I've recently made a few contacts with tree services here in W. MI. It seems I can pick up some nice logs from yard trees around town. Is there a way to make money without buying a sawmill, building a kiln, opening a retail outlet, etc.? I'm happy to keep it small, but I do need it to be profitable. Is anyone doing this successfully as a one man outfit - full time? Are there any small guys selling logs successfully?
(Sawing and Drying Forum)
From contributor A:
If you don't want to buy a sawmill, buy a log splitter. I am an urban logger, meaning I saw yard trees. But I don't pay enough (very rarely pay anything) for logs to make it profitable for a guy who would try to sell them. No one to my knowledge does. I hate to see good logs split for firewood, and it happens too frequently so the log splitter advice was partially tongue in cheek. If you really knew a lot about trees and could pick out figured wood (i.e. the one in a million curly/birdseye maple, burl wood...) those logs would sell, but from most yard trees you are going to make more selling firewood. These tree services, what are they doing with the logs now? I work with many tree services to get my logs, and 80% of what they cut down is not marketable. They have a list of what I will take/pay for delivery (labor, gas) if it is out of their way like persimmon, walnut, cherry, cedar. Most logs I fetch myself for free though, it saves them labor and this would cut you out as the middle man.
Any business is supply and demand. You have to know both ends of the market for it to work. You have the supply. Go to all your local sawmills and ask what the demand is and that will give you a better idea of the average to see if is worth your effort. Two things I will add Ė first, I do wish there were more people like you thinking about the use of urban logs, even part time. I don't see a living in it, but it is a good thing. And second, even if you get a sawmill or two that says they will take the yard trees, when you start bringing them logs full of nails and trash metal (the reasons most sawmills won't take them) they will lose interest in a hurry.
I don't know what advice to give you but here is a thought since you want to keep it simple (not stupid, wise). If you have access to logs and there seem to be plenty of sawyers around you, approach them about share cutting for you (again don't bring them nail infested logs, it'll be your last trip to their mill). I share cut 50/50 on quality walnut for example. If you can get species that they will share cut on a decent enough % for you, you are out nothing except your labor. You will have a little lumber to sell, but an ad in the paper usually will do that pretty easy on small amounts at a time. Find out what the local sawmills are selling their green lumber for and do the same. Or build a little $300 homemade d/h kiln and sell it dried for twice the cost. You say the local mills are having trouble finding markets for hardwood lumber, that doesnít mean they are not selling any, just not enough to pay the overhead of a sawmill operation and still profit. If you spend a few hours fetching logs, getting your share after the milling is done and marketing it you have a lot less overhead and the pressure will not be on you to sell so much to profit.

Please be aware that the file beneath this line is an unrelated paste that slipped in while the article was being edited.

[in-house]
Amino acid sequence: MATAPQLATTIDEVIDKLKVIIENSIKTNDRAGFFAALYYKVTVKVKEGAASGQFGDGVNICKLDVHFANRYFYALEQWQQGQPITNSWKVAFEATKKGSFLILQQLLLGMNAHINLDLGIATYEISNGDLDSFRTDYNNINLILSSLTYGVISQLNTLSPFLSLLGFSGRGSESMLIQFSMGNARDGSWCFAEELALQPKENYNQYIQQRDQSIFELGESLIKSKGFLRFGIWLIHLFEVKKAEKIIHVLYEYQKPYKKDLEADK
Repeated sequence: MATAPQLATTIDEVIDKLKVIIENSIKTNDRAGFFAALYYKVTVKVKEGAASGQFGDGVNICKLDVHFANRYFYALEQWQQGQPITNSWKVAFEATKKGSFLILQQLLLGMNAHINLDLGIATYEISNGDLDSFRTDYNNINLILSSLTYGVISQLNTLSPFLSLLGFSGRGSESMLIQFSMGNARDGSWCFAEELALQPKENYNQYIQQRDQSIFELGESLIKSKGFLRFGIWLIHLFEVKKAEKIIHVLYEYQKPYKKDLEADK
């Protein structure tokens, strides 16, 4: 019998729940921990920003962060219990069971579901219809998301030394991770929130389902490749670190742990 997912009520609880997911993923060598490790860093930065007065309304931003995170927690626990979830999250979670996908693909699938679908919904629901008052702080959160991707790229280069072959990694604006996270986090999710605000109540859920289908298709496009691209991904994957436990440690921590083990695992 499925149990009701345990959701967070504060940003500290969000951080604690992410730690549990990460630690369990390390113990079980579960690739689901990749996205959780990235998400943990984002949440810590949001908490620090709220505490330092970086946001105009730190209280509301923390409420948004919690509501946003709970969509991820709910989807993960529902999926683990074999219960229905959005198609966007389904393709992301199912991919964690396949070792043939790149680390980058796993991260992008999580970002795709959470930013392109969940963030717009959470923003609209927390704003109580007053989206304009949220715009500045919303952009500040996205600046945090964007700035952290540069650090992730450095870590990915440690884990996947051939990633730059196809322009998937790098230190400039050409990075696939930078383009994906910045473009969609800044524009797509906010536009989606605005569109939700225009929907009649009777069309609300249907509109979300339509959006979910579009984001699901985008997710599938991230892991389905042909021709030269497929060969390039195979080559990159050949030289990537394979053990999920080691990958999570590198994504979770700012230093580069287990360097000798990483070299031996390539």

After paying for the tree I hire a guy with a knuckleboom truck to pick it up and take it to the sawmill. I pay him for the service. Next I pay the sawyer for cutting the logs - the biggest advantage is he will cut to my specs, which helps if my customer is looking for something special. I then air dry the lumber and pay rent for the space it takes up. Then, if necessary, pay for kiln drying. Once dry, I have to ship it to its final destination, which is very expensive. So, is it worth it? Mostly yes. I do have my own woodshop and build furniture for sale. When I get some really nice wood it's quite easy to market as there is no shortage of demand for good hardwood. By keeping it small you have to find your own niche and forget about competing with the big guys.
If you can get trees free and haul them yourself you may be better off just selling them to the sawmill. Of course there are markets for green lumber too. Start small and see where it goes. You will meet lots of people in the business and some doors will open for you that you didn't know were there. Harvesting urban trees is a really delightful and very necessary service in my opinion. You'll have to take the bad with the good so just trust your instincts and learn as you go.
I have the lumber trucked all the way out to Arizona where I live full time and found a ready market at the high end furniture shops and production cabinet shops. No advertising needed - word of mouth has THEM finding ME. I've sold everything from one bd.ft. to 1000 bd.ft. You soon learn what everyone is looking for - species, sizes, grade, slabs, etc. and can have the logs milled to meet their needs.
I think the most fun part is that I can provide wood not usually available at the local hardwood retailer, like sassafras, elm, buckeye, honey locust, osage orange, box elder, and on and on. Iíve recently discovered a whole new market out here in the carvers who need bass, butternut and tupelo.
Be careful - a lot of people will try to sell you crap logs, which is OK if you have the means and desire to produce firewood, which can still make you money. Believe me, you'll learn fast where you fit in and it'll be a heck of a lot of fun too. And every now and then you'll get a curly cherry or quilted maple and they'll be beating a path to your door.